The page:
"Since 2000, the only educational category to have increases in the wage rate above inflation is for those workers with advanced college degrees -- degrees like a Ph.D. or a professional degree like a law degree, a medical degree, et cetera.
"High school dropouts lost 5 percent of their real wages, high school grads lost 3 percent, and even, even people with master's degrees lost in real wages," he says. "Between 2000 and 2005, they lost 2 percent. So the education bar may be moving up, meaning that it is like never before ... important to get a college education."
November 07, 2006
A shrinking budget deficit
The federal budget deficit has been undergoing an under-the-radar trend, says N.C. State University economist Mike Walden.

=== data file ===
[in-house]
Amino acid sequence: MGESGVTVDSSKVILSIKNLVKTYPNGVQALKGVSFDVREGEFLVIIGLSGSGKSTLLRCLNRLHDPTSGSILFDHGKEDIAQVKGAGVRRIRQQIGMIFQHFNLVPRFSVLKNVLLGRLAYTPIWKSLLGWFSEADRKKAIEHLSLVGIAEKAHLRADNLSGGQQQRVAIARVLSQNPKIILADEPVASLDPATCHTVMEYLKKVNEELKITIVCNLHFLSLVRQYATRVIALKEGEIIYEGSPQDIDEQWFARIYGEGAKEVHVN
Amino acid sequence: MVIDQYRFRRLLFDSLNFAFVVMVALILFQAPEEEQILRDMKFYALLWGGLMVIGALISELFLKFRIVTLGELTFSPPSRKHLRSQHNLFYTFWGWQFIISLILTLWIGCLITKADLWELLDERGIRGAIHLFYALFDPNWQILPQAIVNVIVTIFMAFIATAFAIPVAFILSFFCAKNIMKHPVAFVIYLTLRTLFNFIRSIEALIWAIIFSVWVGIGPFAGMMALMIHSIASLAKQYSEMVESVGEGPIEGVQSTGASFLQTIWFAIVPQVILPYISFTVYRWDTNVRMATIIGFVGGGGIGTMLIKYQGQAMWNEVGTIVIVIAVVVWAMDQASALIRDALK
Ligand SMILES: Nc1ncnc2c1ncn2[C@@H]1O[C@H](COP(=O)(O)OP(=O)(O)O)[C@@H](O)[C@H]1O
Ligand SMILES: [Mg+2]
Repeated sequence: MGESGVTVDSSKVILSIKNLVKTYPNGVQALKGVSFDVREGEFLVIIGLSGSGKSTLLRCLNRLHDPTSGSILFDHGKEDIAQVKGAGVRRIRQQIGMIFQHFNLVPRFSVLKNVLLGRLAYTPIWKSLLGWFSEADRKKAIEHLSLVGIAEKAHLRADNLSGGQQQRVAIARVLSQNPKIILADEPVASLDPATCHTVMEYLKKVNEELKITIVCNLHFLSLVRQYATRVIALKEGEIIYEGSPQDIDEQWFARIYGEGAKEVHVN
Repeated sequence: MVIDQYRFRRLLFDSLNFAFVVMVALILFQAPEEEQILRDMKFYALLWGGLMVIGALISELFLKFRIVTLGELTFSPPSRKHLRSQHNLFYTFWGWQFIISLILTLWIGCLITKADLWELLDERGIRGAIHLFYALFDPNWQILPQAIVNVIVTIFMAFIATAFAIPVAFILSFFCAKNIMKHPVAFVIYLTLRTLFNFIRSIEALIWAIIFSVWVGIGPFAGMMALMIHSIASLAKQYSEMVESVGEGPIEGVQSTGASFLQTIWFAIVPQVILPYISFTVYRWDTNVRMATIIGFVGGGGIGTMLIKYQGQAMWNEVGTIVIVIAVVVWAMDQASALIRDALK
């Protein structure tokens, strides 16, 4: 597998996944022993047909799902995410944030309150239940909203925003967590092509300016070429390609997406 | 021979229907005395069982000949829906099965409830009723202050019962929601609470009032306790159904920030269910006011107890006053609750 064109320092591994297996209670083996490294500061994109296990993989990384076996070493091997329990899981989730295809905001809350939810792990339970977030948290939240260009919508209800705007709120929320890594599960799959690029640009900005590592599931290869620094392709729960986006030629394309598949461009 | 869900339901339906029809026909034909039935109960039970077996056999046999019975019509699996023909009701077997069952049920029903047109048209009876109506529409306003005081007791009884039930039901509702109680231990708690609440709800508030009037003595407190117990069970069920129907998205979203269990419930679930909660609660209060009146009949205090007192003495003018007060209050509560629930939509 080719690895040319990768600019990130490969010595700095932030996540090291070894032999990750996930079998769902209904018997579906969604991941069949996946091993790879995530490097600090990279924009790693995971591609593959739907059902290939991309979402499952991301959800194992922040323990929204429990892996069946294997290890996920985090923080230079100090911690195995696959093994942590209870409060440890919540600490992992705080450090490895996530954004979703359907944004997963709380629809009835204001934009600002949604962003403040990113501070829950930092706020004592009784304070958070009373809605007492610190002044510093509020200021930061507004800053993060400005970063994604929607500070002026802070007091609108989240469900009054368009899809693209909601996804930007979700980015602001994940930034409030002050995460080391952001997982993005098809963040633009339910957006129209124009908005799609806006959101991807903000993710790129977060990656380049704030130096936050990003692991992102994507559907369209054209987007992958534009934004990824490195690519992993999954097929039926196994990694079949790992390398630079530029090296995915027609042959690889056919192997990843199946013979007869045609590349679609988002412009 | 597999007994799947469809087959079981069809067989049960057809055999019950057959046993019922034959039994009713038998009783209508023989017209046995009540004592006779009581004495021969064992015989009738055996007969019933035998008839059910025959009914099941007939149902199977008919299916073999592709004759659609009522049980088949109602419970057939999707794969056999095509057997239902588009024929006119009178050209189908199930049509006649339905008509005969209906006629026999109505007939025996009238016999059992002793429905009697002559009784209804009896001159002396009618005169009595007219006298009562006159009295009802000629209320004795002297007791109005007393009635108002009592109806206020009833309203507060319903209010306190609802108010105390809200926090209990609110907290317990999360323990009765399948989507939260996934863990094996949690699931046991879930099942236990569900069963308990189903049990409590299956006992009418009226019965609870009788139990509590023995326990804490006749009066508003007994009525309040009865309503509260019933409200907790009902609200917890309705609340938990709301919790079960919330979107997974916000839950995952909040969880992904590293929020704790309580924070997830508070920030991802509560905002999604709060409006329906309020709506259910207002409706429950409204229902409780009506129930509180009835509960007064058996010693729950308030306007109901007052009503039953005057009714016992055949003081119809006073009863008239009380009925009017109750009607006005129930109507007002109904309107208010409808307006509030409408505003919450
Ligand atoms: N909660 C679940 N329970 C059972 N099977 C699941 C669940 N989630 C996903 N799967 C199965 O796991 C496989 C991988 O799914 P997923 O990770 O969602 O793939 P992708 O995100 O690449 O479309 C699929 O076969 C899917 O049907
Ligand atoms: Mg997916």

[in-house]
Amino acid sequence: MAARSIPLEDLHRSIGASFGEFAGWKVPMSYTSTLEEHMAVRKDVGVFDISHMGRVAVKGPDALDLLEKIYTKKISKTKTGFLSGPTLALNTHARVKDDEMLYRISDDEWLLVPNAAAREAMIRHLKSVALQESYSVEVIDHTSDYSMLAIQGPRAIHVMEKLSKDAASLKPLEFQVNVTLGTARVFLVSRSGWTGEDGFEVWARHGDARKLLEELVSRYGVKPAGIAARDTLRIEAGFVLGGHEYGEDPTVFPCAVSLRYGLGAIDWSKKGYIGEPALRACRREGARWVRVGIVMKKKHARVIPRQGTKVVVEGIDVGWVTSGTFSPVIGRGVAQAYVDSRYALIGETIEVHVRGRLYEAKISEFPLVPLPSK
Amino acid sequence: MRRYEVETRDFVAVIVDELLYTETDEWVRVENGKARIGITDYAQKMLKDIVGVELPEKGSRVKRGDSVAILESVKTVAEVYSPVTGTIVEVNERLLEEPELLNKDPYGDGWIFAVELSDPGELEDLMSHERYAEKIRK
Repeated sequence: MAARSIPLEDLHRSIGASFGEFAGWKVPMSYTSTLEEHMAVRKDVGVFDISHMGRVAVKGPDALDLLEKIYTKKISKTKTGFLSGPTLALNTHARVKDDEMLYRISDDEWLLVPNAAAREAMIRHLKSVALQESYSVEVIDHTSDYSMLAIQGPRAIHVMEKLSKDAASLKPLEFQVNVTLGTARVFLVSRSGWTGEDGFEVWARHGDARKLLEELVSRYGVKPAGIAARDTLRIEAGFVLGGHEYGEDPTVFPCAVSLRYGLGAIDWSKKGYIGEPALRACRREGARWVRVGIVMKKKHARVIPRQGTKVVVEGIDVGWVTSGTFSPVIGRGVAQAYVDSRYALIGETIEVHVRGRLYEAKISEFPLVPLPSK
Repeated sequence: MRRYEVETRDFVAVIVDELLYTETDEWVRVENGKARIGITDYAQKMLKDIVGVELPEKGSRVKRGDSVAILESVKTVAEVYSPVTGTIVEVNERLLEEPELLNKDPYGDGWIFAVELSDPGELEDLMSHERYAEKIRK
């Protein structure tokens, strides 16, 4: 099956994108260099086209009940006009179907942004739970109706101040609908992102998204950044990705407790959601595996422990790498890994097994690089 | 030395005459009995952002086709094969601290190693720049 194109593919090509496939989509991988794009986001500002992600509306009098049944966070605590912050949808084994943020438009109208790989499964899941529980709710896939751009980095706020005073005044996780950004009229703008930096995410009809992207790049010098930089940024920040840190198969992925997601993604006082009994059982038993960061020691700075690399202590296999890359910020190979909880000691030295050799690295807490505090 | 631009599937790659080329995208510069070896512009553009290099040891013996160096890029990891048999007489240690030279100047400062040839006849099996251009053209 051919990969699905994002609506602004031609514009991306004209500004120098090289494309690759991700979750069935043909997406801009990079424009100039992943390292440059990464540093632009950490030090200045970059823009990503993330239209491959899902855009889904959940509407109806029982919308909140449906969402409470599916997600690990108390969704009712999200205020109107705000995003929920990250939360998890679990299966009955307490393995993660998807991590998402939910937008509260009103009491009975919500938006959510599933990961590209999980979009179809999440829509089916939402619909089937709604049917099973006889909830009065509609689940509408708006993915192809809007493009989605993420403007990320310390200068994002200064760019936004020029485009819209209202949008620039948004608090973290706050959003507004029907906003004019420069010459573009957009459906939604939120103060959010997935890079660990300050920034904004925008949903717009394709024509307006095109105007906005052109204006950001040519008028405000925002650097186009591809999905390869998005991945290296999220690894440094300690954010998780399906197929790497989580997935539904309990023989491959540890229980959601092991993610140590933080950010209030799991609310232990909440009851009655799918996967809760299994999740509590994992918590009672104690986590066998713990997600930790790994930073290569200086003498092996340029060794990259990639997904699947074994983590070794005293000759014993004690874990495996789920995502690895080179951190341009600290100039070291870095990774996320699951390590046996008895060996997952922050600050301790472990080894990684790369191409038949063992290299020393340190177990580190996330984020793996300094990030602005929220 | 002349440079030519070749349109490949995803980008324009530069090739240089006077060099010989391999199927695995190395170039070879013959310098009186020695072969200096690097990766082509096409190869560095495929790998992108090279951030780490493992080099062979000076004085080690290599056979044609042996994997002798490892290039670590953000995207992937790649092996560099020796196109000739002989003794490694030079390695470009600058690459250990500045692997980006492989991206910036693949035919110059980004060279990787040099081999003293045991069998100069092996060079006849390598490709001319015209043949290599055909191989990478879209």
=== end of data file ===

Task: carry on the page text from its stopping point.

"It’s actually been shrinking," says Dr. Walden, a specialist with the North Carolina Cooperative Extension Service. "It’s been shrinking in total dollar amount, but, perhaps more importantly, it’s been shrinking as a percentage of the economy, which is ... what economists traditionally focus on.
"It’s shrinking, however, not because federal spending has been falling. (In fact federal spending has been rising at a fairly rapid rate, 10 percent a year.)
"But federal tax revenues have been increasing even faster due to the good economy," Walden explains. "So therefore we have been getting a shrinking budget deficit.
"However there is a caution here: This relationship may not persist, so the budget deficit is certainly not gone as a long-run issue."
November 06, 2006